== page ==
Supercommitte collapse: Now it's the people's turn

Who's to blame is the question of the day in Washington, where Republicans and Democrats have been rushing to point fingers ever since the deficit-cutting supercommittee admitted failure and stopped negotiations. But for the rest of the country, the exercise is not particuarly productive. Both sides took positions and held to them, and both concluded that what the other side proposed was worse than the consequences of failing to reach a deal — about $1.2 trillion in mandatory cuts, split about evenly between domestic programs and defense. The only questions that really matter are which party had the better proposal and whether the American people can pressure the other side to accept it before they administer another election-day shellacking.

The public has been pretty clear in opinion polls about which party laid out the proposal it most agreed with, and that is the Democrats. In various iterations over the last several months, President Barack Obama and members of the supercommittee offered up plans along the lines of those agreed to by a majority of the bipartisan Bowles-Simpson commission last year: cuts in defense and domestic spending, reforms to the major entitlement programs, and tax increases targeted toward the wealthy. The principle they stood behind is this: Cuts to domestic programs and entitlements most directly harm the middle class and the poor, and they would not accept that without some contribution to the solution from the rich. That's not class warfare, it's common sense.

Although Republicans are now trying to claim that none of those proposals was serious because they didn't have the signed support of all six Democratic supercommittee members, the truth is that there was substantial agreement among the Democrats — and, more importantly, a willingness by the president to get behind such a deal, even if it meant a 2 to 1 ratio of cuts to tax increases. Republicans, divided among moderates who could be persuaded to make a deal and a tea party wing that abhors compromise, have never been able to put any kind of muscle behind a serious attempt to reach agreement on deficit reduction. The most Republican supercommittee members could muster was an offer to raise taxes by $300 million — and offset almost all of that new revenue by making all the Bush tax cuts permanent and reducing the top income tax bracket to 28 percent. And the Republicans who floated that idea were pilloried for it.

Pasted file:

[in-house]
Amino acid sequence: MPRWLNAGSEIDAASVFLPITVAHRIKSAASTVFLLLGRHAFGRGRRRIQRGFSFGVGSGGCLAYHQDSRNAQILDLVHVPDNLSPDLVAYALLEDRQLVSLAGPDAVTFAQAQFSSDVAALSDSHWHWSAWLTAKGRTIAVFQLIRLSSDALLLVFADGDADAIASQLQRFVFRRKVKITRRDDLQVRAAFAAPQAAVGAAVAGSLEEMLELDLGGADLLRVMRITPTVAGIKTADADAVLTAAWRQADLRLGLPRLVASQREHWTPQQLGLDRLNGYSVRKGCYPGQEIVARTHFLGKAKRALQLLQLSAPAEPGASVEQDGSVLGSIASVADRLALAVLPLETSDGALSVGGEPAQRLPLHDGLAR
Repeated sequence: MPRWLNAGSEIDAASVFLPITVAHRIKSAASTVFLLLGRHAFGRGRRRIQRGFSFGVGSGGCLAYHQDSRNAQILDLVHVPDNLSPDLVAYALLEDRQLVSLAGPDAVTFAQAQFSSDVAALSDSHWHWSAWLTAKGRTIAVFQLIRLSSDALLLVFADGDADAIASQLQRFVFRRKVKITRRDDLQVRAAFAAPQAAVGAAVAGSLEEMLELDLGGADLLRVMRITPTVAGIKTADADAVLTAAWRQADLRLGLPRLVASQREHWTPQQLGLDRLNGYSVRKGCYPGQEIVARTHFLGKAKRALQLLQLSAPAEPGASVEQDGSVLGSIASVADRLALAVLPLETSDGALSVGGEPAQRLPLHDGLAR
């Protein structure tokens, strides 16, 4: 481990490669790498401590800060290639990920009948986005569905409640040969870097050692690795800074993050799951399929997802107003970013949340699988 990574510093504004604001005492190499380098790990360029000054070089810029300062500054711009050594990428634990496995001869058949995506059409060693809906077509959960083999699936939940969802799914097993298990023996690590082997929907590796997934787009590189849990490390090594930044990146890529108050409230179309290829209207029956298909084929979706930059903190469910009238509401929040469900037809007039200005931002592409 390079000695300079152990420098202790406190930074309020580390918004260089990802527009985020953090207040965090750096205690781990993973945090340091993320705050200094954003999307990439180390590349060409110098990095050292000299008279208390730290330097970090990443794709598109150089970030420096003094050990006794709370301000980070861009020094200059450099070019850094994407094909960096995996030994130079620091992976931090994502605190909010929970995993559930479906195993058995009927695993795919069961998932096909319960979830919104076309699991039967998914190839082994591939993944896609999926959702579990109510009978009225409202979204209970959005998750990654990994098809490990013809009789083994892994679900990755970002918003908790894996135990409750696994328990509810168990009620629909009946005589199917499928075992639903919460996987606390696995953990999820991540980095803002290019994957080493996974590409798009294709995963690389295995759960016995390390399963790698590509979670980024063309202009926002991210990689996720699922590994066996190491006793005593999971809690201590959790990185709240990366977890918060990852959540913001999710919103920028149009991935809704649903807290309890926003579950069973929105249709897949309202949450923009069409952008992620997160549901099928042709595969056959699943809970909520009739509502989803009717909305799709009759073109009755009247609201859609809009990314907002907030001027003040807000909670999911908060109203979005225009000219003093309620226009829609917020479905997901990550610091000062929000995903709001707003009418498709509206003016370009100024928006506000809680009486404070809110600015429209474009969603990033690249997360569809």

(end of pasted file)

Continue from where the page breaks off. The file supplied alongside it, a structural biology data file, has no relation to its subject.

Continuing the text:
It's also ridiculous for Republicans to claim that the committee's failure is the result of insufficient participation in the process by President Obama. It makes no sense for those dedicated to Mr. Obama's defeat next year to suggest that his involvement would somehow have brought the two sides together.

Now some Republicans are trying to find a way to squirm out of the defense cuts that are part of the penalty for the supercommittee's failure. President Obama is quite right to promise to veto any such legislation. The Pentagon budget surely needs to be reduced in order to bring down the deficit, but across-the-board cuts aren't the best way to do it. Still, a belief in Washington that there need be no consequences for a failure to act responsibly is what got us in this mess in the first place. The mandatory cuts the nation now faces don't go into effect until 2013, so there is theoretically time to strike a deal before the most damaging effects of the supercommittee's collapse are felt. But that won't happen if Congress votes to remove the noose it placed around its own neck.

What needs to happen next is for Congress to renew the payroll tax cut and unemployment insurance extension that are due to expire at the end of the year, both items that should have been included in the supercommittee's work. If those measures are not approved, the tepid economic recovery will sputter and make the deficit even worse. Beyond that, the American people need to make clear to their representatives and senators that the consequence they face for failing to come to a fair and responsible agreement to cut the deficit is one they fear more than automatic defense cuts: losing an election. If that prospect is not enough to persuade them to do the right thing, they deserve what they get.

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